Adolescents with prior patellar dislocation report affected quality of life and function, as measured using the Banff Patella Instability Instrument, Kujala and EQ-5D-5L index scores

Niclas H Eysturoy, Hans-Christen Husum, Lina H Ingelsrud, Oddrún Danielsen, Lars Blønd, Elinborg Mortensen, Per Hölmich, Kristoffer W Barfod

Abstract

PURPOSE: We aimed to establish patient-reported outcome measure (PROM) reference data for a cohort of patients with prior patellar dislocation without previous knee surgery.

METHODS: All inhabitants of the Faroe Islands aged 15-19 years were sent an online survey via secure email to establish a national cohort. They were asked to answer questions regarding demographics, whether they had prior patellar dislocation and to complete the PROMs: the Banff Patella Instability Instrument (BPII), Kujala, Marx activity and EQ-5D-5L questionnaires. Participants who had undergone knee surgery were excluded. Participants who had prior patellar dislocation underwent radiographic examinations to diagnose trochlear dysplasia. The study included three cohorts: the general population, prior patellar dislocation and prior patellar dislocation and trochlear dysplasia cohorts.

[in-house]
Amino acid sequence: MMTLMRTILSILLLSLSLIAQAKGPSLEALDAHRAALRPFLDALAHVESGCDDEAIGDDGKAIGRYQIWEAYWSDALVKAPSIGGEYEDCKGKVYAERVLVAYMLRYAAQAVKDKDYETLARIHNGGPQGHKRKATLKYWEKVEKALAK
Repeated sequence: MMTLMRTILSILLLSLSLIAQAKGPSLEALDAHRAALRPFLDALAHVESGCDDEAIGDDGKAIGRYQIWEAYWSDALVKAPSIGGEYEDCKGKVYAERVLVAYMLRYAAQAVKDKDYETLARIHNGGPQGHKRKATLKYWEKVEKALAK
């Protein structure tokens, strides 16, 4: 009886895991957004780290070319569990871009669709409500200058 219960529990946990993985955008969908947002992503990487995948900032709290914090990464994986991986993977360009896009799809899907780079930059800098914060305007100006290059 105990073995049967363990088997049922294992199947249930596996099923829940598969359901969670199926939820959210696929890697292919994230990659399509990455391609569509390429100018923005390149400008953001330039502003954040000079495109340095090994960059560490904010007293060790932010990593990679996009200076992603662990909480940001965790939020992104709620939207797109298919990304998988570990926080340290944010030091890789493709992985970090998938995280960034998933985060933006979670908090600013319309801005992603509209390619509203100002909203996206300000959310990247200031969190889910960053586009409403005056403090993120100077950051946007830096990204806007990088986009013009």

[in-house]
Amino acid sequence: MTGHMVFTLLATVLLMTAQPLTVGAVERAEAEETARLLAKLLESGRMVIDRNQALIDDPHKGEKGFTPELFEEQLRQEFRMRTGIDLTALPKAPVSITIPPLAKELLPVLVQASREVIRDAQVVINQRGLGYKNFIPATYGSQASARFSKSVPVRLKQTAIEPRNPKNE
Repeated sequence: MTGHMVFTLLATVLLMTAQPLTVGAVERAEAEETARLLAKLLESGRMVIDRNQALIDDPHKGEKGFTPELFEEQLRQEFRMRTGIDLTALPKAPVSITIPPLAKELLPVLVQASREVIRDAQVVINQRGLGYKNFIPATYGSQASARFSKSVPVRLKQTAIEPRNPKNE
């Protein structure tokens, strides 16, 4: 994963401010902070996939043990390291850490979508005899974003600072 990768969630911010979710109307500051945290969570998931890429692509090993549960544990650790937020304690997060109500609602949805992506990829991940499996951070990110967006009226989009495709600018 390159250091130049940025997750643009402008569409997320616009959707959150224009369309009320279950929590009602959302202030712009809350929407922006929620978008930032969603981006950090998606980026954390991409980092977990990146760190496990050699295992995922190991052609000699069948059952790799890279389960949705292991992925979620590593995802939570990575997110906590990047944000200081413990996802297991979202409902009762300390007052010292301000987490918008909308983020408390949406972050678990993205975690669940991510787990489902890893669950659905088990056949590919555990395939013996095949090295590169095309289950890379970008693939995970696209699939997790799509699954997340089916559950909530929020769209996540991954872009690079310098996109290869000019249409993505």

RESULTS: Of the 3749 individuals contacted, 1119 completed the survey and responded to at least one PROM. Of these, 102 reported a history of patellar dislocation and 57 of them had trochlear dysplasia. All PROMs, except the Marx score, reflected a worse quality of life and function after patellar dislocation than in the general population cohort; this was most pronounced in the BPII. The percentage of people experiencing problems in EQ-5D-5L dimensions was higher in the patellar dislocation and trochlear dysplasia cohorts than in the general population cohort in all EQ-5D-5L domains, except anxiety/depression.

CONCLUSION: Adolescents who had patellar dislocation reported reduced quality of life and function according to the BPII, Kujala and EQ-5D-5L index values, as well as all EQ-5D-5L domains, except for anxiety/depression. However, their activity levels remained high.

LEVEL OF EVIDENCE: Level III.

Original languageEnglish
JournalKnee surgery, sports traumatology, arthroscopy : official journal of the ESSKA
ISSN0942-2056
DOIs
Publication statusE-pub ahead of print - 20 May 2024

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